Pearland Homeschool Alliance should develop and offer high school students a program to create and develop their own digital portfolio to display their high school achievements, sport videos, volunteer and work experiences along with any honors and certificates received during their high school career.
The use of a digital portfolio helps students share their passions, academic successes and turns a traditional classroom into an organic learning environment where students are allowed to be creative and free thinkers. Educators have already started to teach the use of digital portfolios because they “recognize that the process has the power to transform instruction.” (Danielson & Abrutyn, 1997)
We should encourage students to develop an impressive, engaging active blog site, collaborating with their peers both in the classroom and in their social circles to promote both creativity and what they have learned through videos and supplemental articles.
How will creating a digital portfolio aid the student in their future?
- Videos will display an athlete’s skills and abilities better than words on a piece of paper and will be much more engaging to their audience than most traditional methods.
- A digital portfolio can also store and analyze all their current and past coursework and achievements for future presentations.
- Students can reflect on their own learning experience and gain confidence from the feedback received from their audience, finding their true passion or hone in on that passion.
- Students can brand themselves on their specific skill sets and promote their brand to their audience (teachers, mentors, peers and possibly future employers and university advisors).
While a digital portfolio will allow the student to document their learning and work experience, perhaps the greatest and most valuable tool is the boosting of a student’s self-confidence and showcasing their technical skills. Students can share their digital portfolios with their peers, expanding on what social media is already doing but being more of a resource for future learning. Students can have more control of their portfolios compared to the typical social media platform and make it more engaging. According to the Ecar Report, 50% of students reported that technology helps them to connect to their peers. (Eden, 2015)
We should even consider a student portfolio as a potential senior class project that could be shared with our PHSA community to tell the story of each individual student, where they are headed and how they will get there at their graduation celebration.
A growing numbers of schools and universities are encouraging the development of blogs and digital portfolios. The University of Mary Washington in Fredericksburg, Virginia provides it faculty and 5,000 students with a domain to, “Explore the creation and development of their digital identities.” (Vander Ark, 2015) This university even provides their students with the software, technical support and hosting capabilities until the student graduates and then allows the student can take their portfolio to a separate hosting site.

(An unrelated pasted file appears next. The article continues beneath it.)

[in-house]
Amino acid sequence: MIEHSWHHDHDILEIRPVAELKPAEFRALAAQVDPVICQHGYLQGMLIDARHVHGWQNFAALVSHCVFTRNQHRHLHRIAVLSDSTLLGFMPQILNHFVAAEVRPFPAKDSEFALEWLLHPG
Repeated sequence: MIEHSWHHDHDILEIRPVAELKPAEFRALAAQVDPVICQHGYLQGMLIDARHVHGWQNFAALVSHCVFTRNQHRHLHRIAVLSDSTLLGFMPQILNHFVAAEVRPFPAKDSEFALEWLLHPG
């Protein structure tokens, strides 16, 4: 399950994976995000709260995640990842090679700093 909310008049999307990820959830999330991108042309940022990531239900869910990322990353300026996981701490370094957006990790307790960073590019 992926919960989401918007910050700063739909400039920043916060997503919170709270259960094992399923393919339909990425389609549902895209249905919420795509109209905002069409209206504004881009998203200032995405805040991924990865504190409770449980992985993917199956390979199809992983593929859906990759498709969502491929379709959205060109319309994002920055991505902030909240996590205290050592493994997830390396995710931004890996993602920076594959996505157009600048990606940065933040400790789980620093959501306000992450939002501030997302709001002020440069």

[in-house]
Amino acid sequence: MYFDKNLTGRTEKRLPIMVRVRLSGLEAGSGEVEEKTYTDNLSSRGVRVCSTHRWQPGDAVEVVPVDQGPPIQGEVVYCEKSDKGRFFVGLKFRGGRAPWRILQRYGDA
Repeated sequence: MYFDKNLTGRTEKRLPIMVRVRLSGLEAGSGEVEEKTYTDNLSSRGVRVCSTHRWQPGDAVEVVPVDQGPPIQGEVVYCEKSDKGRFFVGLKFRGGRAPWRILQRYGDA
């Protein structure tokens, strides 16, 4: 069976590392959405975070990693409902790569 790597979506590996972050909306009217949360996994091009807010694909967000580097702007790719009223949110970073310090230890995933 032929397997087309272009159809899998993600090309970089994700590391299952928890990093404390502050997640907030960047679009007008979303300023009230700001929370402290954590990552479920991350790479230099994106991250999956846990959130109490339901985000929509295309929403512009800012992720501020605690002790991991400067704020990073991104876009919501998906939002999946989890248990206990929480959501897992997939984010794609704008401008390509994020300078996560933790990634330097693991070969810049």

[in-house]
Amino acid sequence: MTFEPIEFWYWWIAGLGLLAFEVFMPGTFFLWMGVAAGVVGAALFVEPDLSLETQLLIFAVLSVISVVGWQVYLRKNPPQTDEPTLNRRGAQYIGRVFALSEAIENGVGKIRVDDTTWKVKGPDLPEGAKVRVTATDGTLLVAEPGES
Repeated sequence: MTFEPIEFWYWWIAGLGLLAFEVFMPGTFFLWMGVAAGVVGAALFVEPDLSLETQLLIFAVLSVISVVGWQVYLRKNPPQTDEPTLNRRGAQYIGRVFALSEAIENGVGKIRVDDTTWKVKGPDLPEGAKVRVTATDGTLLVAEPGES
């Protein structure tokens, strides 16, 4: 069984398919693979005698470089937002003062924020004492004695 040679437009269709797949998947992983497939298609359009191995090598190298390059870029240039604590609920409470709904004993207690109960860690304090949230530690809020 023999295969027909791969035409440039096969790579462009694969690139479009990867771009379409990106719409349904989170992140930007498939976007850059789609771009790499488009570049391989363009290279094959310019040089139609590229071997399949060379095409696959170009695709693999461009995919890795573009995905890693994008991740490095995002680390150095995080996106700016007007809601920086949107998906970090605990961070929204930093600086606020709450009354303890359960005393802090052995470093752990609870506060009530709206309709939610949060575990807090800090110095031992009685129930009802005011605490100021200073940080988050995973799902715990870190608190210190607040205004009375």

While there are many websites for portfolio creation, this course should develop and encourage each student to engage with their peers and instructor one-on-one for instant feedback.
The digital portfolio is a great way to encourage deeper learning, group work skills and technical knowledge for future work experience through group collaborations, classroom discussions and outside readings. Higher education views the keeping of a collection of written work and research via a blog or portfolio as “an excellent way to introduce technical skills” not found in other course work currently offered in most education systems. (Bharti, 2014)
Therefore, we need to begin planning a digital portfolio curriculum that will promote the creative and technical skills that more and more universities and employers find as a valuable resource to viewing an individual’s qualifications and abilities.
Bharti, Prasanna. (2014, September 29). Via EdTech Review. GDC Team. How Do Digital Portfolios Help Students? Global Digital Citizen Foundation. Retrieved from https://globaldigitalcitizen.org/how-do-digital-portfolios-help-students.
Danielson, C., & Abrutyn, L. (1997). An introduction to using portfolios in the classroom. Alexandria,Va.: Association for Supervision and Curriculum Development.
Eden Dahlstrom, with D. Christopher Brooks, Susan Grajek, and Jamie Reeves. ECAR Study of Students and Information Technology, 2015. Research report. Louisville, CO: ECAR, December 2015.
Vander Ark, Tom. (2015, June 26) Every Student Should Have a Digital Portfolio. Getting Smart. Retrieved from http://gettingsmart.com/2015/06/every-student-should-have-a-digital- portfolio/